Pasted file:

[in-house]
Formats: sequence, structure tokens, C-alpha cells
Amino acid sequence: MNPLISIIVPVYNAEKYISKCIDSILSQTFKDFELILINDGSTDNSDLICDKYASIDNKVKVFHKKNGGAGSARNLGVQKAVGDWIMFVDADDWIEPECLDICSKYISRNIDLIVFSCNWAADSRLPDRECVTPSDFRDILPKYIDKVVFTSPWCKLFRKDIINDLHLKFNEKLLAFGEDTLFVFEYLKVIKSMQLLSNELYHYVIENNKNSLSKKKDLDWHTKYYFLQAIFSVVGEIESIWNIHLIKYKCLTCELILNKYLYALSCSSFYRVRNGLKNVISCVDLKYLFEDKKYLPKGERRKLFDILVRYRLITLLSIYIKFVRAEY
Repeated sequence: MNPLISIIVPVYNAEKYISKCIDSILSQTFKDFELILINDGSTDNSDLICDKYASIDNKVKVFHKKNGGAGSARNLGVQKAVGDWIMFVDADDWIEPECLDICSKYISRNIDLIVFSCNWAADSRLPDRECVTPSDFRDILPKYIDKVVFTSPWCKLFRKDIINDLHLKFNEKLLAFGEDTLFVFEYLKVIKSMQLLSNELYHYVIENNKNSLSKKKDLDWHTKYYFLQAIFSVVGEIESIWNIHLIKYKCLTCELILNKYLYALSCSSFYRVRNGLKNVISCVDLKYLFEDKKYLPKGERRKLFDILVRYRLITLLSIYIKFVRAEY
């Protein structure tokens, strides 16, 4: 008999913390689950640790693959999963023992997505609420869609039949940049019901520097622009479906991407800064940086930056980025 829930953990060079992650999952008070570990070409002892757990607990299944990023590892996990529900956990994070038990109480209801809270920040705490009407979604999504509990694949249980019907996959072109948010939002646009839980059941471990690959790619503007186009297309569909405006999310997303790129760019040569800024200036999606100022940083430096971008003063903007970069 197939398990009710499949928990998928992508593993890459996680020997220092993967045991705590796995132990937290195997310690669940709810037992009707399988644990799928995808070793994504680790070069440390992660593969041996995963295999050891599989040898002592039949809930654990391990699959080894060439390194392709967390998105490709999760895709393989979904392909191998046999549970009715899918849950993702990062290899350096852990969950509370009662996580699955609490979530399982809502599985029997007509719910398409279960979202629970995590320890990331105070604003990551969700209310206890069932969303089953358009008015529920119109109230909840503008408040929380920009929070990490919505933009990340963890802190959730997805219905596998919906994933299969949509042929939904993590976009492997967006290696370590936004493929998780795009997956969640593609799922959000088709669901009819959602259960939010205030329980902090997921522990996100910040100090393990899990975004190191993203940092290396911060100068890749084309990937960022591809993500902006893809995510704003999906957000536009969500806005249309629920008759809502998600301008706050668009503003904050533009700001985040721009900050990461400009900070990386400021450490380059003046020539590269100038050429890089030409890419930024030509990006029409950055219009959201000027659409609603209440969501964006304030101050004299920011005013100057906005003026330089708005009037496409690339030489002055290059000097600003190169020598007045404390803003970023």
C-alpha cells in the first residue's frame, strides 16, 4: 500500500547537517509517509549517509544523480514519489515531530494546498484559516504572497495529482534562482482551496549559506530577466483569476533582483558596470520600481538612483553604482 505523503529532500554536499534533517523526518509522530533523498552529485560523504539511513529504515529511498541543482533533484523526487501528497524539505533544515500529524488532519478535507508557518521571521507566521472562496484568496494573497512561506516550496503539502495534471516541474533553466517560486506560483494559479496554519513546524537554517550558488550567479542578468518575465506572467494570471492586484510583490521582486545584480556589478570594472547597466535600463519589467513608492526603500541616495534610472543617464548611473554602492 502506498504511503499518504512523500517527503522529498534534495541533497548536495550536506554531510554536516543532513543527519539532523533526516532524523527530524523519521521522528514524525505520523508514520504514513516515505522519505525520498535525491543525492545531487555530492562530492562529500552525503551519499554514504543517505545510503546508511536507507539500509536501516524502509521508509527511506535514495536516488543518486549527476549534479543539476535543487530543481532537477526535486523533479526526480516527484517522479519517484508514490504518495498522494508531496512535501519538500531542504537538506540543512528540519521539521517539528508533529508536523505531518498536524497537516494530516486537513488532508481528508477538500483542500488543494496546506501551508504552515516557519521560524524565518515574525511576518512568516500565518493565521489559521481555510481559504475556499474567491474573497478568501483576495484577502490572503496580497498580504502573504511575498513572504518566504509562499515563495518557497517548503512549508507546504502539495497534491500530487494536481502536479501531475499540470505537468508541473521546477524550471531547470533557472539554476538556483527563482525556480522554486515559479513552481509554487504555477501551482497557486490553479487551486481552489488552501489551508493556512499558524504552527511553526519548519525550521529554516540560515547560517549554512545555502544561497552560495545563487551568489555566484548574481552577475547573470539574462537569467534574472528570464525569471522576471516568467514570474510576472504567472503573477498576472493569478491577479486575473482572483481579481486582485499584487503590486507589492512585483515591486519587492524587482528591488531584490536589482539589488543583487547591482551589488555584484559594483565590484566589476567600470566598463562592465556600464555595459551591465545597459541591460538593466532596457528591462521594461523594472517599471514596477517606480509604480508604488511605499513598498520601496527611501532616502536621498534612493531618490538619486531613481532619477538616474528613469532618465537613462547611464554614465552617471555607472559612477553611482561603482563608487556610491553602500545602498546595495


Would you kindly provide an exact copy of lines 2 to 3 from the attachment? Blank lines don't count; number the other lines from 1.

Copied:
Formats: sequence, structure tokens, C-alpha cells
Amino acid sequence: MNPLISIIVPVYNAEKYISKCIDSILSQTFKDFELILINDGSTDNSDLICDKYASIDNKVKVFHKKNGGAGSARNLGVQKAVGDWIMFVDADDWIEPECLDICSKYISRNIDLIVFSCNWAADSRLPDRECVTPSDFRDILPKYIDKVVFTSPWCKLFRKDIINDLHLKFNEKLLAFGEDTLFVFEYLKVIKSMQLLSNELYHYVIENNKNSLSKKKDLDWHTKYYFLQAIFSVVGEIESIWNIHLIKYKCLTCELILNKYLYALSCSSFYRVRNGLKNVISCVDLKYLFEDKKYLPKGERRKLFDILVRYRLITLLSIYIKFVRAEY